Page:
The Royal Church Museum

- Library - Peterhof -
The Royal Church Museum
- Library -
- Peterhof -

The Royal Church Museum

Empress Elisabeth I was a very devout lady. In every palace that was being built for her she wanted to have the church premises. In 1740s F. B. Rastrelli was given the task by the empress to reconstruct the Grand Palace in Peterhof. The old palace of her father was too small for her ever growing retinue. Rastrelli was the brilliant master of baroque style, and he could easily implement this style into secular and church buildings. Construction process started with the building of the church. Elisabeth herself was present at the ceremony when foundation for the royal church was laid in 1747. Empress wanted the church to be lavishly decorated and to be built with five domes, as she has put it “as is right and proper for our Orthodox faith”. The church was consecrated in the name of the Holy Apostles Peter and Paul. The gorgeous baroque-style church was completed in 1751.

Under Nicholas I in 1844 it became the family chapel of the Romanovs. After 1917 all church utensils were taken out and anti-religious exhibition was arranged here. The palace was badly damaged during the war and reconstruction was completed only in the end of 1950s. In 2003 the full renovation of the church started. It has been re-consecrated in 2011.

Features and description of the museum

The space of the church is divided into three parts according to the Orthodox tradition: sanctuary, where the altar is, congregation hall and refectory. Since the Royal church in Peterhof is technically the final hall in the suite of gala palace halls, the décor of all three parts is truly outstanding. The procession of courtiers headed by the Imperial family moved along the suite of rooms and came directly into the refectory. The walls are adorned with carving covered in gold leaf. Icons are painted in oil on canvases. The paintings are done in secular artistic tradition, brought to Russia by Peter the Great and continued by his daughter. Iconostasis is also carved from linden and covered with gold leaf. There is diaconal vestment dating back to the times of Empress Elisabeth in the showcase here, it is made of brocade and damask stitched. There is also memorial icon of St Alexander Nevsky which belonged to the emperor Alexander II. When the future emperor was the newborn baby, his height was measured and the small icon was done according to that measurement. This is the ancient Russian Orthodox tradition. There is also the number of family photographs, mostly of the family of Nicholas II.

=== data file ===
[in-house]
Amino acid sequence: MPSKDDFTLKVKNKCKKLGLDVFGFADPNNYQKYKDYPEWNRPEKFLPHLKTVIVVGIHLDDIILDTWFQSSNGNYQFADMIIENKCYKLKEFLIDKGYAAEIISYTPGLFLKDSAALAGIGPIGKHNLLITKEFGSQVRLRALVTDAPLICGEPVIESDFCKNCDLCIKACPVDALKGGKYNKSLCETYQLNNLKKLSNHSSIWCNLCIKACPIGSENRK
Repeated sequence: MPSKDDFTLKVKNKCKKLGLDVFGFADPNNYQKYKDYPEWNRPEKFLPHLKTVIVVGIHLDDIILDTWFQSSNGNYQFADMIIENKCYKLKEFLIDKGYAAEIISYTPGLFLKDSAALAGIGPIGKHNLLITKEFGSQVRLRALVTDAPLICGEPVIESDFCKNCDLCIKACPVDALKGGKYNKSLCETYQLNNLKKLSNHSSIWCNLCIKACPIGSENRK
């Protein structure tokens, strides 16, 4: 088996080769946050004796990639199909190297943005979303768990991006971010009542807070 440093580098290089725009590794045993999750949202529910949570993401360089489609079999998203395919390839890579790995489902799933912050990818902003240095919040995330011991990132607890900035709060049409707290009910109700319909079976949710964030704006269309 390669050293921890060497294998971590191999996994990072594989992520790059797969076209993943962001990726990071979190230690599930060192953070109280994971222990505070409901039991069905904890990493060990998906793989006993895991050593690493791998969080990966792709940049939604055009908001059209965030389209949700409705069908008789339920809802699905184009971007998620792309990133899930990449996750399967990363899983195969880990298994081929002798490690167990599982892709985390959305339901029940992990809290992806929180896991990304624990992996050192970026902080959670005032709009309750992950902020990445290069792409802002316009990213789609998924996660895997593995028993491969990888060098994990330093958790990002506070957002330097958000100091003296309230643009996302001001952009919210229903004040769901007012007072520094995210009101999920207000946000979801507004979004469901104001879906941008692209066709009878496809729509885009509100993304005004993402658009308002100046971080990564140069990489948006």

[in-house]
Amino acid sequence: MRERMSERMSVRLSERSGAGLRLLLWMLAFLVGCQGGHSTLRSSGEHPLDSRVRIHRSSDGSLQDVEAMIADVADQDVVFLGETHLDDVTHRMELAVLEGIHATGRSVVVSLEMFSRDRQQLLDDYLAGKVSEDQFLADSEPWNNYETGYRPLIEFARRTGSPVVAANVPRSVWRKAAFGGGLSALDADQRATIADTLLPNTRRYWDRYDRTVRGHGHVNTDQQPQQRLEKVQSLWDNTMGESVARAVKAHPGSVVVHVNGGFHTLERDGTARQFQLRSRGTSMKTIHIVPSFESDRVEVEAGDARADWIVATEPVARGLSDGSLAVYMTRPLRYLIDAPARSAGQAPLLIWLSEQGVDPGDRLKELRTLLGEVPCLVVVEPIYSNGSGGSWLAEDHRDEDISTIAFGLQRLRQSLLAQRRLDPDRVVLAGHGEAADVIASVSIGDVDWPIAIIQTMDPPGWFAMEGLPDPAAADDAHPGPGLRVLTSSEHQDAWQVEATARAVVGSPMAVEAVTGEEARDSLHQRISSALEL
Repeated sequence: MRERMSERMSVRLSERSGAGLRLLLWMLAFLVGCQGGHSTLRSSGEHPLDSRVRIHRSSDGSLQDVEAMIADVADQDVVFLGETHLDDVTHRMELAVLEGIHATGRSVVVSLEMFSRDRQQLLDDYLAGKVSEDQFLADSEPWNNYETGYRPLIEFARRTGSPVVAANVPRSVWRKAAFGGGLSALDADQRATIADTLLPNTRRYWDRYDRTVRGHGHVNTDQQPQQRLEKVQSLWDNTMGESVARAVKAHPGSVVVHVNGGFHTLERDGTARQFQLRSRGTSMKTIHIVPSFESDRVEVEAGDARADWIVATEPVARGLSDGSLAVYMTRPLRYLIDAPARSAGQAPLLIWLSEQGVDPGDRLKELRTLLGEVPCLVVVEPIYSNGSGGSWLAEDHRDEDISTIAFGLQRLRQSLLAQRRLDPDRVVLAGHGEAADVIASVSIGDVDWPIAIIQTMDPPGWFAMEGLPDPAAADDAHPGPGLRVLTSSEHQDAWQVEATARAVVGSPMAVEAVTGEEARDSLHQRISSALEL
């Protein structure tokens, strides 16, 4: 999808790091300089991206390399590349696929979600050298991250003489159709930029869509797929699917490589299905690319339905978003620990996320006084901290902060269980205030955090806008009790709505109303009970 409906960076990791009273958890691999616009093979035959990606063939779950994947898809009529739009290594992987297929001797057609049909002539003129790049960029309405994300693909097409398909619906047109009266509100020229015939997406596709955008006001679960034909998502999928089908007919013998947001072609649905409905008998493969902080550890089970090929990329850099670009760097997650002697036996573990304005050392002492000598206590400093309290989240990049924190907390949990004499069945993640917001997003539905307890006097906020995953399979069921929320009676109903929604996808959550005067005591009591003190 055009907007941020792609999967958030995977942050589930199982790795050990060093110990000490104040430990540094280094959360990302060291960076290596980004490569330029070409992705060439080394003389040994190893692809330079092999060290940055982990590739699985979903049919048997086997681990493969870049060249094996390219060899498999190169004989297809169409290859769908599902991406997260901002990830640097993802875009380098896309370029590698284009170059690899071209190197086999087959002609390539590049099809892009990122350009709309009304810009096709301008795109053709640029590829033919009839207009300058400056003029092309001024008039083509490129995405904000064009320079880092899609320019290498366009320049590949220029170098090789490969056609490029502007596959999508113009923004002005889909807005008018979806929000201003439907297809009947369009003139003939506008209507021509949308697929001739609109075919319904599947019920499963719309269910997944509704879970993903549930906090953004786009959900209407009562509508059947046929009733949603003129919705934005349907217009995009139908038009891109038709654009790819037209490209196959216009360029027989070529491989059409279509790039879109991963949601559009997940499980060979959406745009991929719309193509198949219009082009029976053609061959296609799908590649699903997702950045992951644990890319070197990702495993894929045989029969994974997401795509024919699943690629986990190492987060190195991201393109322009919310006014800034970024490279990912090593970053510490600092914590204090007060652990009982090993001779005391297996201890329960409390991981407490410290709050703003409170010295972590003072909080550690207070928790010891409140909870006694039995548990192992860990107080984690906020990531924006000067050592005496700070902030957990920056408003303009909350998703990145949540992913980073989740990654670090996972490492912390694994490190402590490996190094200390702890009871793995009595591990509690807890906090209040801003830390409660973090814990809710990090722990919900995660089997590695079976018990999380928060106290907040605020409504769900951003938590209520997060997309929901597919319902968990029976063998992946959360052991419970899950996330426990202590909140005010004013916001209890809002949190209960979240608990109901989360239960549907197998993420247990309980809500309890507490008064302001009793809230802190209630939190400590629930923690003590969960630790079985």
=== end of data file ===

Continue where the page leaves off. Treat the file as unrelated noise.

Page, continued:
Baptism and wedding were the most frequent church sacrament performed here. There is not a single funeral that was performed in that church, for all members of the Imperial family were buried in St Petersburg. Probably this fact is the reason of incredibly light and festive ambience in the Royal Church in Peterhof.

The congregation hall is octagonal in shape. Eight is the symbol of eternity. Gold and gilded items symbolize heavenly light. The iconostasis consists of 40 icons. There are icons of name saints of Empress Elisabeth: St Zacharias and St Elisabeth; they take up the central position. The monogram of Elisabeth is placed above all the icons.

The church is the outstanding example of the combination of western baroque architecture and Russian Orthodox tradition. It is also the monument of great historical value, showing adherence of Russian Imperial family to the Orthodox traditions.

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